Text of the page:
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AI-19 Metabolic inhibition by 2-deoxyglucose prevents and reverses lupus in mice
  1. Thomas J Sproule1,
  2. John Wilson1,
  3. Elisabeth Adkins1,
  4. Byron P Crocker2,
  5. Laurence Morel2 and
  6. Derry C Roopenian1
  1. 1The Jackson Laboratory, Bar Harbour, ME, USA
  2. 2Department of Pathology, University of Florida, Gainesville, FL, USA


Background Glucose is a primary substrate for cellular respiration. Glucose utilisation increases in highly metabolic cells including activated, proliferating T cells and B cells as well as cancers. Lupus is a disorder in which autoreactive CD4+ T cell and B cells that deviate from normal homeostasis by their uncontrolled proliferation and differentiation to effector cells. Therapeutic limitation of glycolysis is therefore an attractive approach for attenuating the highly energetic, pathogenic processes inherent to lupus. Here we investigate the potential of several metabolic inhibitors that target early and downstream aspects of cellular respiration to identify inhibitors that show potential in the prevention and treatment of lupus.

Materials and methods Metabolic inhibitors included: 1) a classic glycolysis inhibitor, 2 deoxyglucose (2 DG); 2) a mitochondrial complex I inhibitor/AMPK activator metformin (MET); 3) an mTOR inhibitor, rapamicin (RAPA); and 3) a pyruvate dehydrogenase kinase inhibitor, dichloroacetate (DCA). The drugs were provided in drinking water or mouse chow for 4–8 wks. NZB X NZW F1 (BWF1) and BXSB.Yaa mouse models of lupus were evaluated in prevention studies and in treatment of mice documented to be undergoing autoimmune disease. Longitudinal and terminal immunophenotyping was performed using flow cytometric, serological, histopathological analyses.

Results 2 DG, MET, DCA and RAPA, and combinations thereof were applied prior to the onset of autoimmune disease to BWF1 and BXSB. Yaa mice. MET and DCA showed minimal effects and RAPA resulted in partial attenuation. In contrast, 2 DG acted potently to abrogate multiple disease biomarkers while not causing immunodeficiency. Given the strong immunologically normalising effects of 2 DG in disease prevention, we performed therapeutic interventions in which 2 DG was supplied for 8 weeks to already diseased BWF1 and BXSB.Yaa mice. Within 4 weeks of treatment, 2 DG normalised all cellular, serological and pathological features characteristic of the BWF1 and BXSB. Yaa lupus like syndromes. Furthermore, the lifespans of BXSB. Yaa mice were extended after withdrawal of treatment (Figure 1).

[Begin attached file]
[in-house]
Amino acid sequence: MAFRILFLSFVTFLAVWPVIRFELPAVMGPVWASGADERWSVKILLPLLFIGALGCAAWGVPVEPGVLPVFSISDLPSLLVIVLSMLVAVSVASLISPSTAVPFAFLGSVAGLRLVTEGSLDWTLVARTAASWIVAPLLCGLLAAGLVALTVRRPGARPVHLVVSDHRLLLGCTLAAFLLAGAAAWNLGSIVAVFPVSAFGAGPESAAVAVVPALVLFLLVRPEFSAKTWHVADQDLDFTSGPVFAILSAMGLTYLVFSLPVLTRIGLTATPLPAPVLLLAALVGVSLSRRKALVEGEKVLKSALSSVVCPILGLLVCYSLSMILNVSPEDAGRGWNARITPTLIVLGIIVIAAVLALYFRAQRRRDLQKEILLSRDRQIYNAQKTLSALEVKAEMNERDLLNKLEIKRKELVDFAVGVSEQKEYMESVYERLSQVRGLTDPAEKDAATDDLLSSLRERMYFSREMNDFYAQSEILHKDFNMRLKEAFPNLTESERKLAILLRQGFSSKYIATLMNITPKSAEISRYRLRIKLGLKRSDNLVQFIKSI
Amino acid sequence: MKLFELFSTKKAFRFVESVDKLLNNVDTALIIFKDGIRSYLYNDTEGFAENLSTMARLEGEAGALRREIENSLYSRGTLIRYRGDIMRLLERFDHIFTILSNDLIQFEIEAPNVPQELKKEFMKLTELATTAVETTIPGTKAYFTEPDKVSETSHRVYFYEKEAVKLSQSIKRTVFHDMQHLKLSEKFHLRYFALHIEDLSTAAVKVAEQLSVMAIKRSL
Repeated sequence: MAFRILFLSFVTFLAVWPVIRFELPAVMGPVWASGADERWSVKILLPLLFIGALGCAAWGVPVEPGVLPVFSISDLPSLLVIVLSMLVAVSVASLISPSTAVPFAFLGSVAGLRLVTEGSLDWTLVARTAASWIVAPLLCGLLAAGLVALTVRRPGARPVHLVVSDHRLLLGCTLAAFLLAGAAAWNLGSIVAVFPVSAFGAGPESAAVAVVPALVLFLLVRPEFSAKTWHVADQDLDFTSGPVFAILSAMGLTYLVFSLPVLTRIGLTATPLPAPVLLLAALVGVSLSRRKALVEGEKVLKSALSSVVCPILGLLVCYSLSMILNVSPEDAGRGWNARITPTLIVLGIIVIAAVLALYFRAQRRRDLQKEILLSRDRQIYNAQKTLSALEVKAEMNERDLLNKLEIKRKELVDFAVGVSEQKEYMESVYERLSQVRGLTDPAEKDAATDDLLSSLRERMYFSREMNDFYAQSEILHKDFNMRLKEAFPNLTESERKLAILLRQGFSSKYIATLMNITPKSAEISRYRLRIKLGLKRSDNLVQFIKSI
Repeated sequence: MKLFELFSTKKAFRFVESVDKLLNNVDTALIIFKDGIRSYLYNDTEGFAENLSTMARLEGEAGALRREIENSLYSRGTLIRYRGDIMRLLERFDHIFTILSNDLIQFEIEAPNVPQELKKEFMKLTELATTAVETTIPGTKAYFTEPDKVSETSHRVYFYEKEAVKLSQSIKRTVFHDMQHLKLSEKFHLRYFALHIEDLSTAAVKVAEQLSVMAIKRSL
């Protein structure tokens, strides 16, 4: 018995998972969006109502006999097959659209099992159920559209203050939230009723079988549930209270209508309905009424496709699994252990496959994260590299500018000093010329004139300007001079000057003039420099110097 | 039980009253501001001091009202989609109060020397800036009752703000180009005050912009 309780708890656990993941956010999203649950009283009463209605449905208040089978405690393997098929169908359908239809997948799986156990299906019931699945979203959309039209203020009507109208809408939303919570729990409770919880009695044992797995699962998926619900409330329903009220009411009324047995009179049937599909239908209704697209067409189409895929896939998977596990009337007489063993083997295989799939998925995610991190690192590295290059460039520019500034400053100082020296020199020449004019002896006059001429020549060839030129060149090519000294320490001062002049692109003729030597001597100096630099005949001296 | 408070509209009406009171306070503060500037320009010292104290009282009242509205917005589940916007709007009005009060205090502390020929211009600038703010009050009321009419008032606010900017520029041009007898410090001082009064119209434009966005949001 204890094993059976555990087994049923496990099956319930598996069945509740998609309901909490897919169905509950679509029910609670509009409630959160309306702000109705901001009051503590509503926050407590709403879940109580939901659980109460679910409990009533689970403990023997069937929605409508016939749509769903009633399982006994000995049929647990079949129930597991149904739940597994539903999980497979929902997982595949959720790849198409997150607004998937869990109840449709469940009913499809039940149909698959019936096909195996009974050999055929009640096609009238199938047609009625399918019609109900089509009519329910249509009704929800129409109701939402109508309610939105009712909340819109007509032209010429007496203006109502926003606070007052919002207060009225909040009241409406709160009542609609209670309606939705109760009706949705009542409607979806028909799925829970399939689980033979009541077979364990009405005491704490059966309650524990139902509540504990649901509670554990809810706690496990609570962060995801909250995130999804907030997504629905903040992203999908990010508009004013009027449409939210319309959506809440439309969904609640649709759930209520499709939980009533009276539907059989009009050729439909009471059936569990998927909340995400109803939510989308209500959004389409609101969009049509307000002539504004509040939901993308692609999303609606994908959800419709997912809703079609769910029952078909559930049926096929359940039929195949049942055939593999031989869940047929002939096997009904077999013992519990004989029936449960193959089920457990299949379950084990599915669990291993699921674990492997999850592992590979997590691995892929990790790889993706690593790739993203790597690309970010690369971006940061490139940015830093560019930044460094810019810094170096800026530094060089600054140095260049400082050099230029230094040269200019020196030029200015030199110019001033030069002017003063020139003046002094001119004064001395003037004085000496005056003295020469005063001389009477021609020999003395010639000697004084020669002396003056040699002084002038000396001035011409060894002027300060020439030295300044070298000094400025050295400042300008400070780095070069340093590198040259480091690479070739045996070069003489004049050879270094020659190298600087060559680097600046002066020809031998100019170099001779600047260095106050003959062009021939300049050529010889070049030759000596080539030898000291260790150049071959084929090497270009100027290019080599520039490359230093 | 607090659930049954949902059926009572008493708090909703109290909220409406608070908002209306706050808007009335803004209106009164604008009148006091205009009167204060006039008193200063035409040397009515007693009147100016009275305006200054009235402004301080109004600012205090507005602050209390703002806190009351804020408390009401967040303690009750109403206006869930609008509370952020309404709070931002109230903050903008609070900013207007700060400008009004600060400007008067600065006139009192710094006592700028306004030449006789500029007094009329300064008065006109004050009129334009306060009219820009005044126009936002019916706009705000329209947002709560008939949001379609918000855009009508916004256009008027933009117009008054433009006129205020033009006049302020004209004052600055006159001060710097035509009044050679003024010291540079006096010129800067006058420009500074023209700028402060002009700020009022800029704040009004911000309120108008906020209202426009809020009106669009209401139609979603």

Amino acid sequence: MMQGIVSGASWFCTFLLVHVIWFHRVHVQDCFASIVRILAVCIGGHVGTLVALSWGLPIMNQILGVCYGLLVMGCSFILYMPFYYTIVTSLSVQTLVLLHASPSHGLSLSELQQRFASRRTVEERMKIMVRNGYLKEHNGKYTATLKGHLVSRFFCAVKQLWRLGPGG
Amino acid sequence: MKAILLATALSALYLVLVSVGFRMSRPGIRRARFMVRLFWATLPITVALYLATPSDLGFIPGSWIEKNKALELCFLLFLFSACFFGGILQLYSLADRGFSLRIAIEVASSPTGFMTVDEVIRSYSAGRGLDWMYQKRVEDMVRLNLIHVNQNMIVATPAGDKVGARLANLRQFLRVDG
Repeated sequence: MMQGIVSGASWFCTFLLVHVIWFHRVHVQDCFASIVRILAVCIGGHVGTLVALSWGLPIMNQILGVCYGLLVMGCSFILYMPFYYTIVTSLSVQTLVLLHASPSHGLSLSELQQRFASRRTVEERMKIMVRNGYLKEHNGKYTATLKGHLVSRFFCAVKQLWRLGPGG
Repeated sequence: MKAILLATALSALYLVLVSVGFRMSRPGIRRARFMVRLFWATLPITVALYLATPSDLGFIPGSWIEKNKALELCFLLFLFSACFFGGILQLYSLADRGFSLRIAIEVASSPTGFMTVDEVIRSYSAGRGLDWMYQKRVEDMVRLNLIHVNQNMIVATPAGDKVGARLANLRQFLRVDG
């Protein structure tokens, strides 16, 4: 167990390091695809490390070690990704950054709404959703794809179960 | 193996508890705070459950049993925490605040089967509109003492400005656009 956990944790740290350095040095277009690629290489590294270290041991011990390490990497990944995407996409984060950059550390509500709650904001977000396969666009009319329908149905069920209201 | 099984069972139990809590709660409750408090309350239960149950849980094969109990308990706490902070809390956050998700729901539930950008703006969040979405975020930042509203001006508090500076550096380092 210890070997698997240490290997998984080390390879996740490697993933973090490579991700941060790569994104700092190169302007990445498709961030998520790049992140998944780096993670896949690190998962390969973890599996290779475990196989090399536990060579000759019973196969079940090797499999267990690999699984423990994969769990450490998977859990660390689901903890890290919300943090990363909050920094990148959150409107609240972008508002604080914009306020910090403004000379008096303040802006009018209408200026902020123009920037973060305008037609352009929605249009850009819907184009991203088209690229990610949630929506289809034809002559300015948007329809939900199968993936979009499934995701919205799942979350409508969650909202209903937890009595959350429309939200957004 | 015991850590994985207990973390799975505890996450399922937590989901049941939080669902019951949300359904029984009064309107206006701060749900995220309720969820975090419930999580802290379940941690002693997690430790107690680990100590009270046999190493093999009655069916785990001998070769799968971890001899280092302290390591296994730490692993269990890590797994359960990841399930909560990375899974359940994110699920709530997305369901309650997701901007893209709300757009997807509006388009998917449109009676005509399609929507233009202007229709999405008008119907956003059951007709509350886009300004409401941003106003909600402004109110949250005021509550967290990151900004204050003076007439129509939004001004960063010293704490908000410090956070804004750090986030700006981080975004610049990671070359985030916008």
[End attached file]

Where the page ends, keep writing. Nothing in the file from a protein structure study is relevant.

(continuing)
Conclusions Overall, the results highlight the potent and remarkable normalising effect of 2 DG in the prevention and treatment lupus-like autoimmune disease in mouse models with differing genetic and mechanistic etiologies. Given findings, we propose that that therapeutic inhibition of early steps in glycolysis, as exemplified by 2 DG, has broad potential for the treatment of multiple autoimmune disorders. Our current efforts are focused on: 1) the potential of 2 DG in treatment of other autoimmune severe diseases; and 2) evaluation of potential downsides of metabolic inhibition by 2 DG and other inhibitors of glycolysis.

Abstract AI19 Figure 1

Exemplary data showing that treatment with 2DG reverses ongoing autoimmune disease of BXSB.Yaa mice. (A) Schematic of the therapeutic approach. (B) BXSB.Yaa mice were aged to 12 wks. FACS analysis of blood CD4+ T cells and B cells 0, 4, 8 of treatment and 12 wks (4 wks after treatment was withdrawn). (C) Analysis of CD4+ splenic CD4+ T cells and B cells 8 wks after treatment. (D) Survival of mice after withdrawal of treatment*. P ≤0.05.

Acknowledgements This work was supported by the Alliance for Lupus Research.

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